You don't get no mail, you'll know I'm in jail....
Released October 1974
Recorded in Richmond, London
Running time 42.24
This was the last of the "credible" Rod Stewart solo albums, before he crossed the Atlantic and became a huge chart superstar, and consequently somewhat preposterous in image. This album still featured members of The Faces on many tracks and most of the other musicians from the previous four albums. It would be the last of those collaborations, though, which was a shame, but you could tell that something was going to give. The Faces had already virtually split, of course, with inter-band tensions all over the place
After releasing no solo album apart from the compilation Sing It Again, Rod for over two years, it was a watershed album for many reasons other than those already stated. It was simply not quite as good as the previous four and it had a feeling of "treading water" about it, with Stewart restless to have his shot at the big time, and his old mates, possibly, getting a bit cheesed off with his "Charlie big potatoes" posturings. It was also the first of his solo albums to take a critical battering, which is slightly unfair, because, as I said, it is not that bad. It has a certain loose, edgy charm to it.
1. Sweet Little Rock 'n' Roller
5. Bring In On Home To Me/You Send Me
6. Let Me Be Your Car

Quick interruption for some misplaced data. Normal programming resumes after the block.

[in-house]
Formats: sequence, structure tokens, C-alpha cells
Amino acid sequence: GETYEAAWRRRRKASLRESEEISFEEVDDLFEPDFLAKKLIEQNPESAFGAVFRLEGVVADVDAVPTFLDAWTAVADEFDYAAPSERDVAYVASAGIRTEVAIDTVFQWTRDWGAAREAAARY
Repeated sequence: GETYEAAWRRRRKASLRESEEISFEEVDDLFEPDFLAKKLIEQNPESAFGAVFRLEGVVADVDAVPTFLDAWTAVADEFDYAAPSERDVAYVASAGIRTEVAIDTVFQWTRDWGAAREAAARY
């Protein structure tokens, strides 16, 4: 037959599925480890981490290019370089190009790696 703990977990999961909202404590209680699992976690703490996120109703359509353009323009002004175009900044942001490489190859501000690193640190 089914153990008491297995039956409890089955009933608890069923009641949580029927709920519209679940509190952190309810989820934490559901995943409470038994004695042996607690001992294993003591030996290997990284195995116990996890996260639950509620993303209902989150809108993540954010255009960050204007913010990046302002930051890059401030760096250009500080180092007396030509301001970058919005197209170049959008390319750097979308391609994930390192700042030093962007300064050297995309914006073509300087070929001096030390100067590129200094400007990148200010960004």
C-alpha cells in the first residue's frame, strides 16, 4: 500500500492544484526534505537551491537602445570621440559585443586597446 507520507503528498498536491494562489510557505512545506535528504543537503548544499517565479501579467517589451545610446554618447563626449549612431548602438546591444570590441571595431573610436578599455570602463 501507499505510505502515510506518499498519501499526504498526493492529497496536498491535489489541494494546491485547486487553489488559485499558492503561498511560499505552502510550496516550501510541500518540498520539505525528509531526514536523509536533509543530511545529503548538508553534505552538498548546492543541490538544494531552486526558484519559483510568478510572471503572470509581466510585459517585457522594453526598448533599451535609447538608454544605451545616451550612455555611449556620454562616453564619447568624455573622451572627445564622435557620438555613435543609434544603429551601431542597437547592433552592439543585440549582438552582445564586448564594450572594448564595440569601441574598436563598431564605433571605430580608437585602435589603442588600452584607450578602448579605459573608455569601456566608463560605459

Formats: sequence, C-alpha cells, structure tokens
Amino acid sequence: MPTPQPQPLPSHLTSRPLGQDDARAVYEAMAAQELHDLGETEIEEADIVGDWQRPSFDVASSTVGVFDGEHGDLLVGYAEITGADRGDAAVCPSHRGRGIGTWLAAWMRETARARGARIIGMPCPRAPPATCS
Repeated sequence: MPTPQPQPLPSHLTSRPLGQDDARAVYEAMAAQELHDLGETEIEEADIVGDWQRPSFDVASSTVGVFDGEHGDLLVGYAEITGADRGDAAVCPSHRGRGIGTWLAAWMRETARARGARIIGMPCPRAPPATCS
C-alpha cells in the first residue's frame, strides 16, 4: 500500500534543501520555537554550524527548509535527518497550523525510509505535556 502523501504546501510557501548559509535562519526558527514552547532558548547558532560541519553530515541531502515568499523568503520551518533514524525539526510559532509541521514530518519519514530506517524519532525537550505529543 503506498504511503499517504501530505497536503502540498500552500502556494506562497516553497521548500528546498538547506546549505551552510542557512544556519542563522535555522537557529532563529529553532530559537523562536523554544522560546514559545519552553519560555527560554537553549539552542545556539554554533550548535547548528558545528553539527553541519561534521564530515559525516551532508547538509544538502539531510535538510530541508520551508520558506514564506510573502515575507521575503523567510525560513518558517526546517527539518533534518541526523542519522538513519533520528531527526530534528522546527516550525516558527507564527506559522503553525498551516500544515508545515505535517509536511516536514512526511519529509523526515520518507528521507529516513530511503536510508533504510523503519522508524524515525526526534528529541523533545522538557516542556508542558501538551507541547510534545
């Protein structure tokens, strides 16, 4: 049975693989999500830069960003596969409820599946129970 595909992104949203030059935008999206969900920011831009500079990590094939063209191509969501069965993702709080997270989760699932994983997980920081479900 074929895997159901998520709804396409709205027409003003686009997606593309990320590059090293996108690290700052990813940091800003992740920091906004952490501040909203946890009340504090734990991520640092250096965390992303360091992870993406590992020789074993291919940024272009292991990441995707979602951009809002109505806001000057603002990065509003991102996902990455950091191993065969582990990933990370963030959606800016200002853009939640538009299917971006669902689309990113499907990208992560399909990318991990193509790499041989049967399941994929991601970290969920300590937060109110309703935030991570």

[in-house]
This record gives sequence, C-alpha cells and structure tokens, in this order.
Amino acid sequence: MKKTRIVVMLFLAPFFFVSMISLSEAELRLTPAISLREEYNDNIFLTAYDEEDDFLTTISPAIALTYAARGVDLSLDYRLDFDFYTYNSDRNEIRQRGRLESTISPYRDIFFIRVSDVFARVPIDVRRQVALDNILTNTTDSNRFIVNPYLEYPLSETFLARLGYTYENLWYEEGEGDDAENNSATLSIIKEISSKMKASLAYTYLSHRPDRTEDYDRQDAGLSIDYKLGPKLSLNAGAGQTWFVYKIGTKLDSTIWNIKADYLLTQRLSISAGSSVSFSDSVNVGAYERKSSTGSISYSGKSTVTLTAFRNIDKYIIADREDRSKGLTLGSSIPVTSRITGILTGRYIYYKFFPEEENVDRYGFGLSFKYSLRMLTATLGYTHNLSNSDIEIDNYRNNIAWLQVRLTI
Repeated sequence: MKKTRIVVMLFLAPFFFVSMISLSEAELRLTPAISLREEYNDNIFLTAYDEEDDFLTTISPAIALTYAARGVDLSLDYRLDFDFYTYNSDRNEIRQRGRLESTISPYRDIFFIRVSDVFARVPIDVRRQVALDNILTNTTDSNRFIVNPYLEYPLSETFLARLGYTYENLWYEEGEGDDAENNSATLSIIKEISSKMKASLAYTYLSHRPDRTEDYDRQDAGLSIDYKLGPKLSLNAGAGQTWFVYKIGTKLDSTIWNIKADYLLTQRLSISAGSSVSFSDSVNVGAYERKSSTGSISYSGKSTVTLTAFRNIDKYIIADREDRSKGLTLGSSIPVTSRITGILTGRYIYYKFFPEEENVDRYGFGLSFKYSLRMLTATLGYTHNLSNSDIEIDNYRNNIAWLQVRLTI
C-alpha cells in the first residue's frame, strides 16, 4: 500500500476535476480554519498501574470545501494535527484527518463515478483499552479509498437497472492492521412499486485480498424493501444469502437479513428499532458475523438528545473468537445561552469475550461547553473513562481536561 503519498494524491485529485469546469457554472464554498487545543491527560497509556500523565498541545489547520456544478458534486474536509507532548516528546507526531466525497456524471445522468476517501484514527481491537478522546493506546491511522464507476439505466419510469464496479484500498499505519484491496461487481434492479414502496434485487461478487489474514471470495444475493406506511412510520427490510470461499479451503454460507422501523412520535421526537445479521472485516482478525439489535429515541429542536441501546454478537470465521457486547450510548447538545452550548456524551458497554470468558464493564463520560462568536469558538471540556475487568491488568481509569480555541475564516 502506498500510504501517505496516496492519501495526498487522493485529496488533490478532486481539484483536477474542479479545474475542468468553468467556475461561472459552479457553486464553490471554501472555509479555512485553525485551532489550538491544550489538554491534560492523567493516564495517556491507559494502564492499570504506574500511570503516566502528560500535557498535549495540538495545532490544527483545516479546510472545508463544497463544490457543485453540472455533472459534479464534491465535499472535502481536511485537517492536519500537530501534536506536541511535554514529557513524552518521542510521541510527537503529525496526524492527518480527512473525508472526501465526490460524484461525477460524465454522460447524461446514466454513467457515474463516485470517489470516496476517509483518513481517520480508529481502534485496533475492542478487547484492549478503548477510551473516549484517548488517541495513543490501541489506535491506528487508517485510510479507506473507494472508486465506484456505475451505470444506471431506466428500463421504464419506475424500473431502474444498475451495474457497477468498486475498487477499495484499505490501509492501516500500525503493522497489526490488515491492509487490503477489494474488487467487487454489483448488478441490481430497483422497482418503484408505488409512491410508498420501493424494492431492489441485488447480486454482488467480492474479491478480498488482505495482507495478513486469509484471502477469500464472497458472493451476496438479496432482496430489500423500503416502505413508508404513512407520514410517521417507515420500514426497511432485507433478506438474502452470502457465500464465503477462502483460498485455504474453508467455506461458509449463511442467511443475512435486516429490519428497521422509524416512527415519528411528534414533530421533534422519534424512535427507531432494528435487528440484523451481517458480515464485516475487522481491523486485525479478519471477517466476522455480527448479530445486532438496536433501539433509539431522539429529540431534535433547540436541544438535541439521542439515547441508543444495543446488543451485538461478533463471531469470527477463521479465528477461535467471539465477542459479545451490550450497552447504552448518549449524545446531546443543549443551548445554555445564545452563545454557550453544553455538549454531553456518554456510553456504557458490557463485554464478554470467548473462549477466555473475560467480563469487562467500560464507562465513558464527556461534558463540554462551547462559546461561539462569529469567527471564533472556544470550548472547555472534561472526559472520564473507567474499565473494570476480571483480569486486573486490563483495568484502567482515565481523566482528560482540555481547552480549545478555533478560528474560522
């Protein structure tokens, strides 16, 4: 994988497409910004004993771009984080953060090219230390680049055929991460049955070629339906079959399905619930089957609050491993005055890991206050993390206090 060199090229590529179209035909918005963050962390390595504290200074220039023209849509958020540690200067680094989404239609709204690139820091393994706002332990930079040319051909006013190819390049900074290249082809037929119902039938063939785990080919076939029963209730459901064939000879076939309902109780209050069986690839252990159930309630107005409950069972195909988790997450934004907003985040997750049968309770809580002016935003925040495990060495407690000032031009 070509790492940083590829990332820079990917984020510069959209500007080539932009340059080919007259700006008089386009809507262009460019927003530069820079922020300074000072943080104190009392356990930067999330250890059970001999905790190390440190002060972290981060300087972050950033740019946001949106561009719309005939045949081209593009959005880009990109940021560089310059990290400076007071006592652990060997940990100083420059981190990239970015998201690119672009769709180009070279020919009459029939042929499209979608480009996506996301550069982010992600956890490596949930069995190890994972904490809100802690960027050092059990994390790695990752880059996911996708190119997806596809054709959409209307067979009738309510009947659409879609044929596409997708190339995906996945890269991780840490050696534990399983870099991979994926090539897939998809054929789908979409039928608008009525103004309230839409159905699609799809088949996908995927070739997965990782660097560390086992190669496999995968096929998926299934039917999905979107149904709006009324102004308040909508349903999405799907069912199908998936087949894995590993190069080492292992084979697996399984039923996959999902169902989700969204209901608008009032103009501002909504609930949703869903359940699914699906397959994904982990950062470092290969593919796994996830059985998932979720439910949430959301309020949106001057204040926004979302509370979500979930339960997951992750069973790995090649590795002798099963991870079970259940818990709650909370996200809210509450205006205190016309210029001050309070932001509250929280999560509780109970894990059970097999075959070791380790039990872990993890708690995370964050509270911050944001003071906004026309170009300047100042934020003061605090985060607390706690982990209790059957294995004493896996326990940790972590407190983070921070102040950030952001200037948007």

7. (You Make Me Feel Like A) Natural Woman
8. Dixie Toot
9. Hard Road
10. I've Grown Accustomed To Her Face
11. Girl From The North Country
12. Mine For Me
Despite that, the album, for me, has something of the half-baked feel of Elton John's Caribou from the summer of the same year about it. Let's cover the good stuff first, though. The highlight is the last of the great early Rod Stewart "Maggie May" era singles - the greatly underrated Farewell. It was one of my absolute favourite Rod singles, with its great fade out line - "you don't get no mail, you'll know I'm in jail..".
Sweet Little Rock 'n' Roller was a rocking, lively start to the album and Bring It On Home To Me/You Send Me was a convincing cover by Stewart of two of his beloved Sam Cooke's best songs, segued together.
Dixie Toot, the bluesy Hard Road, the instrumental I've Grown Accustomed To Her Face and the Bob Dylan cover, Girl From The North Country are all acceptable throwbacks to the folky rock sound of the first three albums, and Rod's cover of Paul McCartney's Mine For Me is thoroughly enjoyable too.
Rod's gender switching in Carole King's (You Make Me Feel Like A) Natural Man was probably not a great idea. It just sounds a bit silly, I have to admit. His cover of Elton John's Let Me Be Your Car is perfectly ok as is Sailor. In fact, despite that critical leathering at the time, I still have to reiterate that, in retrospect, it is all pretty much ok. Rod is on good vocal form. The songs are good. Just not as enigmatically special as the previous two albums.